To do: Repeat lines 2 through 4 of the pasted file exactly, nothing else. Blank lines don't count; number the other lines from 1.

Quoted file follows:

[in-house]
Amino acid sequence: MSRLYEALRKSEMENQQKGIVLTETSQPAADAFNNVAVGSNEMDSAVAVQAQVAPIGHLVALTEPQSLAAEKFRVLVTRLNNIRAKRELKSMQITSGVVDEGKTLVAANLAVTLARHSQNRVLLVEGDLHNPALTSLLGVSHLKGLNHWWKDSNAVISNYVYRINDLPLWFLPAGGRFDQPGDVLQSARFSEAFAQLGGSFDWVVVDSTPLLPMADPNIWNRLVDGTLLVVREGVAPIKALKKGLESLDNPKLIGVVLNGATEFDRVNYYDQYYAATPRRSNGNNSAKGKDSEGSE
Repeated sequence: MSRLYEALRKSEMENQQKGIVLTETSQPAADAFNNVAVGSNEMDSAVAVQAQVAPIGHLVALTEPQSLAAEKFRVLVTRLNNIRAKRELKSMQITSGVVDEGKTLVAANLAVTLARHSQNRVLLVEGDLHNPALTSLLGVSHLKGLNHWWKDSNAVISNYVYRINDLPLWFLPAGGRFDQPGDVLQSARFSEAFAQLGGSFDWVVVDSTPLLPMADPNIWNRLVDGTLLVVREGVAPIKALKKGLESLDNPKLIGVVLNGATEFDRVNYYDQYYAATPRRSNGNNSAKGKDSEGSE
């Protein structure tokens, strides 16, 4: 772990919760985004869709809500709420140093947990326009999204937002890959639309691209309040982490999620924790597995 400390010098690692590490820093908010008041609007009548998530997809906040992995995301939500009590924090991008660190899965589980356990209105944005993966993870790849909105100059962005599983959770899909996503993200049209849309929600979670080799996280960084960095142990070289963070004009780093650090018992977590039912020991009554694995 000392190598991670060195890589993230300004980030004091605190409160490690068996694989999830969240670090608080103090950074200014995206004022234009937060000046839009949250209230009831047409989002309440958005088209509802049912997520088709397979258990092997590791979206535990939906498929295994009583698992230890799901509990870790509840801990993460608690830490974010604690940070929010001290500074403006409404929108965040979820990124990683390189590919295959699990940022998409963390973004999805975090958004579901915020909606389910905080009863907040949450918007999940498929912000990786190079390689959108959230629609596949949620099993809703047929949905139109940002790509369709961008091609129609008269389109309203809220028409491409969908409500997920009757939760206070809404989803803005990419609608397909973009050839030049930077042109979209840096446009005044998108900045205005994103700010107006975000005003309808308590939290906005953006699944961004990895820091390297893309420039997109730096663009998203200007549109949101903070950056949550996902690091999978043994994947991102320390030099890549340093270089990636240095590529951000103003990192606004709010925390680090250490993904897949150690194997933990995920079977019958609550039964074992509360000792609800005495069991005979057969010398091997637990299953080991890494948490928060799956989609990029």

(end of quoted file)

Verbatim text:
Amino acid sequence: MSRLYEALRKSEMENQQKGIVLTETSQPAADAFNNVAVGSNEMDSAVAVQAQVAPIGHLVALTEPQSLAAEKFRVLVTRLNNIRAKRELKSMQITSGVVDEGKTLVAANLAVTLARHSQNRVLLVEGDLHNPALTSLLGVSHLKGLNHWWKDSNAVISNYVYRINDLPLWFLPAGGRFDQPGDVLQSARFSEAFAQLGGSFDWVVVDSTPLLPMADPNIWNRLVDGTLLVVREGVAPIKALKKGLESLDNPKLIGVVLNGATEFDRVNYYDQYYAATPRRSNGNNSAKGKDSEGSE
Repeated sequence: MSRLYEALRKSEMENQQKGIVLTETSQPAADAFNNVAVGSNEMDSAVAVQAQVAPIGHLVALTEPQSLAAEKFRVLVTRLNNIRAKRELKSMQITSGVVDEGKTLVAANLAVTLARHSQNRVLLVEGDLHNPALTSLLGVSHLKGLNHWWKDSNAVISNYVYRINDLPLWFLPAGGRFDQPGDVLQSARFSEAFAQLGGSFDWVVVDSTPLLPMADPNIWNRLVDGTLLVVREGVAPIKALKKGLESLDNPKLIGVVLNGATEFDRVNYYDQYYAATPRRSNGNNSAKGKDSEGSE
């Protein structure tokens, strides 16, 4: 772990919760985004869709809500709420140093947990326009999204937002890959639309691209309040982490999620924790597995 400390010098690692590490820093908010008041609007009548998530997809906040992995995301939500009590924090991008660190899965589980356990209105944005993966993870790849909105100059962005599983959770899909996503993200049209849309929600979670080799996280960084960095142990070289963070004009780093650090018992977590039912020991009554694995 000392190598991670060195890589993230300004980030004091605190409160490690068996694989999830969240670090608080103090950074200014995206004022234009937060000046839009949250209230009831047409989002309440958005088209509802049912997520088709397979258990092997590791979206535990939906498929295994009583698992230890799901509990870790509840801990993460608690830490974010604690940070929010001290500074403006409404929108965040979820990124990683390189590919295959699990940022998409963390973004999805975090958004579901915020909606389910905080009863907040949450918007999940498929912000990786190079390689959108959230629609596949949620099993809703047929949905139109940002790509369709961008091609129609008269389109309203809220028409491409969908409500997920009757939760206070809404989803803005990419609608397909973009050839030049930077042109979209840096446009005044998108900045205005994103700010107006975000005003309808308590939290906005953006699944961004990895820091390297893309420039997109730096663009998203200007549109949101903070950056949550996902690091999978043994994947991102320390030099890549340093270089990636240095590529951000103003990192606004709010925390680090250490993904897949150690194997933990995920079977019958609550039964074992509360000792609800005495069991005979057969010398091997637990299953080991890494948490928060799956989609990029």